Since the end of August up until now though, we’ve been back up at pretty much full capacity.

Personally, how have you had to shift your priorities as a travel coordinator during this time?

I think the cost of things has become a lower priority than it was before.

We’re booking the fancier hotels that have kitchens in them. We’re spending more on vehicles so they have the ability to drive to shoots instead of fly. Flights aren’t cheap but actually flights aren’t horrible right now. And we also typically change flights, which is normally $200 a ticket but is free right now because the airlines have waived the change fees.

And cars can be expensive…! With the amount of gear we have, we typically need a suburban. I just paid $5,400 for a 3 week rental of a suburban! And because of the pandemic, car rentals are hurting right now so we’re not finding any flexibility in rates.


How are you communicating with and supporting travelers differently as they return to travel despite the ongoing Covid-19 pandemic and future uncertainty?

With every shoot we are sending out a comprehensive document about the location’s amount of cases, amount of deaths, amount of recovered cases and state guidelines. Our Associate Producers are building that document by hand for the majority. Our shoots have been 3-4 weeks long and once a week they send a new one out so it stays up to date as cases changes and guidelines change.

What specific measures is your organization taking to keep your travelers safe when returning to productions?

As I mentioned earlier, we are really looking out for our crew and what makes them as individuals feel comfortable. So I contact each of our camera guys personally to see how they’re feeling. If one traveler wants a hotel and the rest are ok with Airbnb, then we want to take care of our crew and for them to feel safe. If it costs more money to keep them safe and make them feel comfortable then that’s what we do.

If we were a bigger company, we wouldn’t be able to do that. In that way it’s nice that we are a smaller company and can provide those options.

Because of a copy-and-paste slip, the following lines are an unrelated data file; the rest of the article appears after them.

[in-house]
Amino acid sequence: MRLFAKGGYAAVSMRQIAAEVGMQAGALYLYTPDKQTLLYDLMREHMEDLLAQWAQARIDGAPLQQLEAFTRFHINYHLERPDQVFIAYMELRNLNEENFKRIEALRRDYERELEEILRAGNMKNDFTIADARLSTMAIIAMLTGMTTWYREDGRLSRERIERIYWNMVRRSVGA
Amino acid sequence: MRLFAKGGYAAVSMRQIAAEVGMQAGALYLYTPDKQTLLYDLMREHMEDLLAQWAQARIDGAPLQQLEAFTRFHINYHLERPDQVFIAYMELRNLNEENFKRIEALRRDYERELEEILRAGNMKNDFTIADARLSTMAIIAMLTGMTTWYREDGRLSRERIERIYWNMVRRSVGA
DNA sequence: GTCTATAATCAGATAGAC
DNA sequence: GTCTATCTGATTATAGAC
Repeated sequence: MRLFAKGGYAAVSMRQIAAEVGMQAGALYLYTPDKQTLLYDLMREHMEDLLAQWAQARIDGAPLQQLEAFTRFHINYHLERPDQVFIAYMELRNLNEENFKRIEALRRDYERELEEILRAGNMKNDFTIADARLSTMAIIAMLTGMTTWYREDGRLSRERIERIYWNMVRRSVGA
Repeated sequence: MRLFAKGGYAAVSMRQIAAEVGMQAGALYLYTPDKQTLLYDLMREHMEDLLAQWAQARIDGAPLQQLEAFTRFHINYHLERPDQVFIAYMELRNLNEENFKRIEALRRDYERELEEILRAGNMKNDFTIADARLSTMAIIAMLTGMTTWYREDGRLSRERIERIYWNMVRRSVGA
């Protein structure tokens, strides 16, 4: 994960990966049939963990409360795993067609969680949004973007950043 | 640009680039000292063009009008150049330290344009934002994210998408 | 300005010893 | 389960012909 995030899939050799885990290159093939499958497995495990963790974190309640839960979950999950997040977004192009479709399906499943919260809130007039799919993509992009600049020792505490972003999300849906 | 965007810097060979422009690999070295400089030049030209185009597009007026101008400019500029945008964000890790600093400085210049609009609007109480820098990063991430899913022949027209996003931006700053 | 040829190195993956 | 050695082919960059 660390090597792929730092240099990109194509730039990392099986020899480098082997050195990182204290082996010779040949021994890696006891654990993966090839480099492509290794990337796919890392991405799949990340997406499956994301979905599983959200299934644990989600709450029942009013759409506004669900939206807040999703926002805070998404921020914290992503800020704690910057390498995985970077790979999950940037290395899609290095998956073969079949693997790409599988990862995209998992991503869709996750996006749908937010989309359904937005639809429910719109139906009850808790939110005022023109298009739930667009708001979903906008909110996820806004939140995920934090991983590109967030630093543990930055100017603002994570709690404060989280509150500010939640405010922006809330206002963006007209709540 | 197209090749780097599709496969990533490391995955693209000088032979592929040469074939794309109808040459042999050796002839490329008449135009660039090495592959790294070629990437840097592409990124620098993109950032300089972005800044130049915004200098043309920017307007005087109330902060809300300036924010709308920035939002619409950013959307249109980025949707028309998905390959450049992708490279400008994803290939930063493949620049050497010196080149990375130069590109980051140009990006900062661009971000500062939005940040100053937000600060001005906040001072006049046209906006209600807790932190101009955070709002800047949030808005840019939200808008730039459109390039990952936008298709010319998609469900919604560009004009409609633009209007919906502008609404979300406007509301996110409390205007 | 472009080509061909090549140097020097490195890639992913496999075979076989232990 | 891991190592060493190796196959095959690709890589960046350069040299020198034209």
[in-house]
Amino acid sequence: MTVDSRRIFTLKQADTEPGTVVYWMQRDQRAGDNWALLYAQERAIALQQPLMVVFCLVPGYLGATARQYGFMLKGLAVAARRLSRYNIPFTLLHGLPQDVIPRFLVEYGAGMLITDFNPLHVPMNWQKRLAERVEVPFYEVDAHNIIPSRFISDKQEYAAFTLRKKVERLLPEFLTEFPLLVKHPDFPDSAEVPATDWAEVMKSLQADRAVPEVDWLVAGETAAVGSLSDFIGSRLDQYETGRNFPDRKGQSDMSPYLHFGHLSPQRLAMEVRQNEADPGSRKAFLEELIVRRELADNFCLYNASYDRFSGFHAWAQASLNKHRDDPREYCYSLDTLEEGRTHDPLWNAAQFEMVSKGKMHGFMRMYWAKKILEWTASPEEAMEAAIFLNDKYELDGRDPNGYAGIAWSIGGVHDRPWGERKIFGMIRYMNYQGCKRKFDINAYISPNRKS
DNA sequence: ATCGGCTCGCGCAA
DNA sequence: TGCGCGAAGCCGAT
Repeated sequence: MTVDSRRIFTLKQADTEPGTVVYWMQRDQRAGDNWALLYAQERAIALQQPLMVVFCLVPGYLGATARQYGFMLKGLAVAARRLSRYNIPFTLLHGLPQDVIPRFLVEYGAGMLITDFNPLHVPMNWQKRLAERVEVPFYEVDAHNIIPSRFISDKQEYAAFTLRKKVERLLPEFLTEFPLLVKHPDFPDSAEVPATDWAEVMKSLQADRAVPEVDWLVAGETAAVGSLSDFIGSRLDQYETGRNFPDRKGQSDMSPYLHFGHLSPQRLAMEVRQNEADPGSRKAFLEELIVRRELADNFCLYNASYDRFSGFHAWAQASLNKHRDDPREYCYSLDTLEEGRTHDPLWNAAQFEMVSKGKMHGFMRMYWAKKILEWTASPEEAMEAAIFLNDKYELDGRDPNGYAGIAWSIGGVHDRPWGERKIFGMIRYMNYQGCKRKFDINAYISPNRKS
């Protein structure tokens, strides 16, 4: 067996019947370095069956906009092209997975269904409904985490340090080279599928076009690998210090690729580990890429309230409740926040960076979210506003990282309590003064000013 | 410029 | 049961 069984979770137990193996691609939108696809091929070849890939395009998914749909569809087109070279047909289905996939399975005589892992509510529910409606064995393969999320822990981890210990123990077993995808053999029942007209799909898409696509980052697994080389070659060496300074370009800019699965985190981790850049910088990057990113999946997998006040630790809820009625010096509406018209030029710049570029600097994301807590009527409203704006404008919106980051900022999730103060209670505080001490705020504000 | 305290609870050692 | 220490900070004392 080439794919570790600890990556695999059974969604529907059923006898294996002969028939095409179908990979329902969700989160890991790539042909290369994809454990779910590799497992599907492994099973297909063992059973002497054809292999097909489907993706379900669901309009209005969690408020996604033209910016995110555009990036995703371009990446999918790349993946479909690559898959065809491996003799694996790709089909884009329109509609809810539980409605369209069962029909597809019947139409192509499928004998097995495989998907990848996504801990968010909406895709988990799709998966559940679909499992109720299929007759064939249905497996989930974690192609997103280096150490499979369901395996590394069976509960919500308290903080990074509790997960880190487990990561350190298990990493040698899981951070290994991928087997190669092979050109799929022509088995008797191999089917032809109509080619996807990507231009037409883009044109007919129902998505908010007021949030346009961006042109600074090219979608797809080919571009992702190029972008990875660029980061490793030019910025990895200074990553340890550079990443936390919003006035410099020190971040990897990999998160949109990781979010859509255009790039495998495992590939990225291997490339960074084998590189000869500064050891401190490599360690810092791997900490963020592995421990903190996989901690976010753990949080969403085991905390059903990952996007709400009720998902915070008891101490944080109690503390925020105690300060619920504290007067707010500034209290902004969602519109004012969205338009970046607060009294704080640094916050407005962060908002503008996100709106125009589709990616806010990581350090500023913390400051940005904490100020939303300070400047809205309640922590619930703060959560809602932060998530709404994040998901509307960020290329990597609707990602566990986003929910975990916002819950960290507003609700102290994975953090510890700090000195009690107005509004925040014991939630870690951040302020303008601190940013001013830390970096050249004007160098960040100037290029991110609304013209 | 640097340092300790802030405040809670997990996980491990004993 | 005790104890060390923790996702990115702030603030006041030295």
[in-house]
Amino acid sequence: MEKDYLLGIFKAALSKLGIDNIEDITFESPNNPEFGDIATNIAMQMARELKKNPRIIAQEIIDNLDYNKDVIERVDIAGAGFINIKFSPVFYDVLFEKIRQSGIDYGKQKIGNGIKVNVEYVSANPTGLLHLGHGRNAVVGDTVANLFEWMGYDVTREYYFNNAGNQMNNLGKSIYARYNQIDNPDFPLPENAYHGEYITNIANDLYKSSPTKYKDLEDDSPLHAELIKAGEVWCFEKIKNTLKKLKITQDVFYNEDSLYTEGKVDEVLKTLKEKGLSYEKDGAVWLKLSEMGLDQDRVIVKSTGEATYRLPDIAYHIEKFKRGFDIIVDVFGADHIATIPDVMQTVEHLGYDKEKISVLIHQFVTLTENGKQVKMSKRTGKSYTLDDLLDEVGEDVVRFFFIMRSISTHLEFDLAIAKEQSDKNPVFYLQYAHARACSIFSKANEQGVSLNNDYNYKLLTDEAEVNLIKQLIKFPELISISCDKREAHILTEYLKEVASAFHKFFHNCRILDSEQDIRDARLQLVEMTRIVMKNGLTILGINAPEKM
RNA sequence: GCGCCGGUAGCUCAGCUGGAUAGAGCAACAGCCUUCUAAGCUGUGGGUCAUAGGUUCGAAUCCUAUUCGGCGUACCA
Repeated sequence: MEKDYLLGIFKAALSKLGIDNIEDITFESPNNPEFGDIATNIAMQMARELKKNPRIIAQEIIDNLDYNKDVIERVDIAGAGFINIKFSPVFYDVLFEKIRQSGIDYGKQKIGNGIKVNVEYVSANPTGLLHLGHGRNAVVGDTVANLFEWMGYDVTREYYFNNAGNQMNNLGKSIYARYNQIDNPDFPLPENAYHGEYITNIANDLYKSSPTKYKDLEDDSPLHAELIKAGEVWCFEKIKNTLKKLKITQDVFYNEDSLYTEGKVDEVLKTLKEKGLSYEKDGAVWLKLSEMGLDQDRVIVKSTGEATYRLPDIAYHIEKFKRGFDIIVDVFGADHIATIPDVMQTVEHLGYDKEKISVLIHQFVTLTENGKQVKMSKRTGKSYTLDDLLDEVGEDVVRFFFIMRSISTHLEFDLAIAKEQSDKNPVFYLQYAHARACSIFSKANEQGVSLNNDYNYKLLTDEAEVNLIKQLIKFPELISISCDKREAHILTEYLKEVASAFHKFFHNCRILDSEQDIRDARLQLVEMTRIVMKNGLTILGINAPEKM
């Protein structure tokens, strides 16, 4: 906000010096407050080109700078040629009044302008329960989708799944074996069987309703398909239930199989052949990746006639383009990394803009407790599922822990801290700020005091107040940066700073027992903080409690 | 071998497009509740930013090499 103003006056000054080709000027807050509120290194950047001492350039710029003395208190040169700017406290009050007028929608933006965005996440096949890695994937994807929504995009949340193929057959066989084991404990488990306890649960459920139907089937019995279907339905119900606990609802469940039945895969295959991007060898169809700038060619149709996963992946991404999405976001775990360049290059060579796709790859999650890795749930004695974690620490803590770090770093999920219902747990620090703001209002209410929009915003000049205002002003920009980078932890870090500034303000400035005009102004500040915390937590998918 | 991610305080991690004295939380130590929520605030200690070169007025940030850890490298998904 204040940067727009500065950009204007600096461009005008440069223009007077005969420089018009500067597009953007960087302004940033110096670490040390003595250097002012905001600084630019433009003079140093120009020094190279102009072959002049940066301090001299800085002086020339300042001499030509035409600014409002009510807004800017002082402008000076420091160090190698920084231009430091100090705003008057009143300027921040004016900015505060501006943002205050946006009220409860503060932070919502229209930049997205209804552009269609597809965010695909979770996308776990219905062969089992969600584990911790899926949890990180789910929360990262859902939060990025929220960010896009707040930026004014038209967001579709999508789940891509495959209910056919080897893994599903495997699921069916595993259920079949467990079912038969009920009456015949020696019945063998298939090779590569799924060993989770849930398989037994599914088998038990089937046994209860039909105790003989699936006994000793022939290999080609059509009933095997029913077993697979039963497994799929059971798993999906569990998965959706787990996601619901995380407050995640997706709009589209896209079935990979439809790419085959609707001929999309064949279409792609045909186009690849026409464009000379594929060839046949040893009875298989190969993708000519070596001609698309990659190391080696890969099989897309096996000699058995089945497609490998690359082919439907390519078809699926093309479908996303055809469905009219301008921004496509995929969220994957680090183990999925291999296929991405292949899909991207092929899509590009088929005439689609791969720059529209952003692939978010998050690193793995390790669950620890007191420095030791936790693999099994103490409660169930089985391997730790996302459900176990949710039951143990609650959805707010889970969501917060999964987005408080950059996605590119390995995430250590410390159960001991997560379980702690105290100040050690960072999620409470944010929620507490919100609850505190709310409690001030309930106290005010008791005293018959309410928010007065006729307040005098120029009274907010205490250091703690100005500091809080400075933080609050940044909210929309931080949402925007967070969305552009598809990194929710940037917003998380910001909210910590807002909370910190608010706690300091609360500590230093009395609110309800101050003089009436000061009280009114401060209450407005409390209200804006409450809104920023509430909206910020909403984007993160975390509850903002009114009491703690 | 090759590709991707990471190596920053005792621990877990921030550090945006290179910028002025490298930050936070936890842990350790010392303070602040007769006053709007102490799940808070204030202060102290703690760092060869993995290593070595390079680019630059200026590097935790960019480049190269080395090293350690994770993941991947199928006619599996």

And so far, it’s working. No one in the field has had Covid.

Do you have new resources in your toolkit that you would like to share with others who are starting to travel again?

For our purposes, we go to the CDC guidelines for that state. With regards to the documents our APs build, that is where they are getting their information.

We’ve also been hiring local crews for shoots where it's not as easy to get our guys there because of distance. But I believe there’s something lost there when it’s not your own team. Not having our staff guys there who know our company… I haven’t had a day off except Thanksgiving. I’m contacted every day, every evening by freelancers who don’t know how we want to do things which is creating more work for us from a management perspective.


What is the single biggest piece of advice you wish that you had been able to give yourself or other travel managers back in March?

I think the biggest thing I’ve appreciated is the flexibility. From higher ups and for our camera men. People are willing to be flexible.

We had to ask for that flexibility. We did have to fight for it at the beginning. Person to person collaboration is something our company has thrived on and they had a hard time giving [face to face, in office time] up. But there’s been no problems since we’ve all been working from home.

So I would say, don’t be afraid to fight for what makes you and your travelers feel safe and comfortable during this time.